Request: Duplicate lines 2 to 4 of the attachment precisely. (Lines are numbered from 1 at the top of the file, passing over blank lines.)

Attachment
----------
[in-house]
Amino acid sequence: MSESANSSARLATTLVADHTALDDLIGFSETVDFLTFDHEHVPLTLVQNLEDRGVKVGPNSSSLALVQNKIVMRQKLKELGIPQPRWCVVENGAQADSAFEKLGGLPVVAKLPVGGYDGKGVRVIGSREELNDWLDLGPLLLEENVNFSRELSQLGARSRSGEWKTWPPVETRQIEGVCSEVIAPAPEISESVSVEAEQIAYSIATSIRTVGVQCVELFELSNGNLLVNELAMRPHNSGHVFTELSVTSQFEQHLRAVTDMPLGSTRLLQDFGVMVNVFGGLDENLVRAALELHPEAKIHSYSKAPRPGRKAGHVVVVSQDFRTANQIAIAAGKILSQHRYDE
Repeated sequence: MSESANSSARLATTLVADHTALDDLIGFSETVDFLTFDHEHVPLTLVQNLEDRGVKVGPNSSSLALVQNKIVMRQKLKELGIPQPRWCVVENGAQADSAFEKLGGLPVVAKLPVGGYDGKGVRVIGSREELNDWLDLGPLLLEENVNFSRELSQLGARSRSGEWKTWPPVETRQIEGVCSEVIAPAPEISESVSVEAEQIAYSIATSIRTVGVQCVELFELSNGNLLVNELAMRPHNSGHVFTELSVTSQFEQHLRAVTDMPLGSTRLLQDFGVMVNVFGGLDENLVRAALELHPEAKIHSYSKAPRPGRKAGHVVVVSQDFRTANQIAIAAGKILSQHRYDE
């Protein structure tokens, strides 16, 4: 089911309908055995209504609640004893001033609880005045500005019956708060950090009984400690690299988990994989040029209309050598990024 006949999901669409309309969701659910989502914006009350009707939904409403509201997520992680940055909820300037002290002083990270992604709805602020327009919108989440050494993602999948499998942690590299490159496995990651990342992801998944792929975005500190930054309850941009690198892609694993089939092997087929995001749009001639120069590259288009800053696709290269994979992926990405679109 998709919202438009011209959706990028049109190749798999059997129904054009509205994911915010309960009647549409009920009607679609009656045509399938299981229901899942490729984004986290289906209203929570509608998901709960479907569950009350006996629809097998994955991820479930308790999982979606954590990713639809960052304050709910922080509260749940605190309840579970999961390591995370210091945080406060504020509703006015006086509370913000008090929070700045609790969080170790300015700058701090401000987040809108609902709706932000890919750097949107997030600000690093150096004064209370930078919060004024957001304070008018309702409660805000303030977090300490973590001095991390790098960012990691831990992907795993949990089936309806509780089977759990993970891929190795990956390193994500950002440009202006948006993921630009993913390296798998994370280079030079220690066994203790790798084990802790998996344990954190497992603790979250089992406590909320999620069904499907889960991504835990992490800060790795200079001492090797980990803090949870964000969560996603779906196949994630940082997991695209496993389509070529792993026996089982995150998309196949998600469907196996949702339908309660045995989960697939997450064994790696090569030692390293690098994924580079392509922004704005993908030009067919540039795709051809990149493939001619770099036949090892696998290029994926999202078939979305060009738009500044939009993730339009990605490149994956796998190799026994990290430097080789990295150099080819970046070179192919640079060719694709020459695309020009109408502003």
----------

Amino acid sequence: MSESANSSARLATTLVADHTALDDLIGFSETVDFLTFDHEHVPLTLVQNLEDRGVKVGPNSSSLALVQNKIVMRQKLKELGIPQPRWCVVENGAQADSAFEKLGGLPVVAKLPVGGYDGKGVRVIGSREELNDWLDLGPLLLEENVNFSRELSQLGARSRSGEWKTWPPVETRQIEGVCSEVIAPAPEISESVSVEAEQIAYSIATSIRTVGVQCVELFELSNGNLLVNELAMRPHNSGHVFTELSVTSQFEQHLRAVTDMPLGSTRLLQDFGVMVNVFGGLDENLVRAALELHPEAKIHSYSKAPRPGRKAGHVVVVSQDFRTANQIAIAAGKILSQHRYDE
Repeated sequence: MSESANSSARLATTLVADHTALDDLIGFSETVDFLTFDHEHVPLTLVQNLEDRGVKVGPNSSSLALVQNKIVMRQKLKELGIPQPRWCVVENGAQADSAFEKLGGLPVVAKLPVGGYDGKGVRVIGSREELNDWLDLGPLLLEENVNFSRELSQLGARSRSGEWKTWPPVETRQIEGVCSEVIAPAPEISESVSVEAEQIAYSIATSIRTVGVQCVELFELSNGNLLVNELAMRPHNSGHVFTELSVTSQFEQHLRAVTDMPLGSTRLLQDFGVMVNVFGGLDENLVRAALELHPEAKIHSYSKAPRPGRKAGHVVVVSQDFRTANQIAIAAGKILSQHRYDE
């Protein structure tokens, strides 16, 4: 089911309908055995209504609640004893001033609880005045500005019956708060950090009984400690690299988990994989040029209309050598990024 006949999901669409309309969701659910989502914006009350009707939904409403509201997520992680940055909820300037002290002083990270992604709805602020327009919108989440050494993602999948499998942690590299490159496995990651990342992801998944792929975005500190930054309850941009690198892609694993089939092997087929995001749009001639120069590259288009800053696709290269994979992926990405679109 998709919202438009011209959706990028049109190749798999059997129904054009509205994911915010309960009647549409009920009607679609009656045509399938299981229901899942490729984004986290289906209203929570509608998901709960479907569950009350006996629809097998994955991820479930308790999982979606954590990713639809960052304050709910922080509260749940605190309840579970999961390591995370210091945080406060504020509703006015006086509370913000008090929070700045609790969080170790300015700058701090401000987040809108609902709706932000890919750097949107997030600000690093150096004064209370930078919060004024957001304070008018309702409660805000303030977090300490973590001095991390790098960012990691831990992907795993949990089936309806509780089977759990993970891929190795990956390193994500950002440009202006948006993921630009993913390296798998994370280079030079220690066994203790790798084990802790998996344990954190497992603790979250089992406590909320999620069904499907889960991504835990992490800060790795200079001492090797980990803090949870964000969560996603779906196949994630940082997991695209496993389509070529792993026996089982995150998309196949998600469907196996949702339908309660045995989960697939997450064994790696090569030692390293690098994924580079392509922004704005993908030009067919540039795709051809990149493939001619770099036949090892696998290029994926999202078939979305060009738009500044939009993730339009990605490149994956796998190799026994990290430097080789990295150099080819970046070179192919640079060719694709020459695309020009109408502003």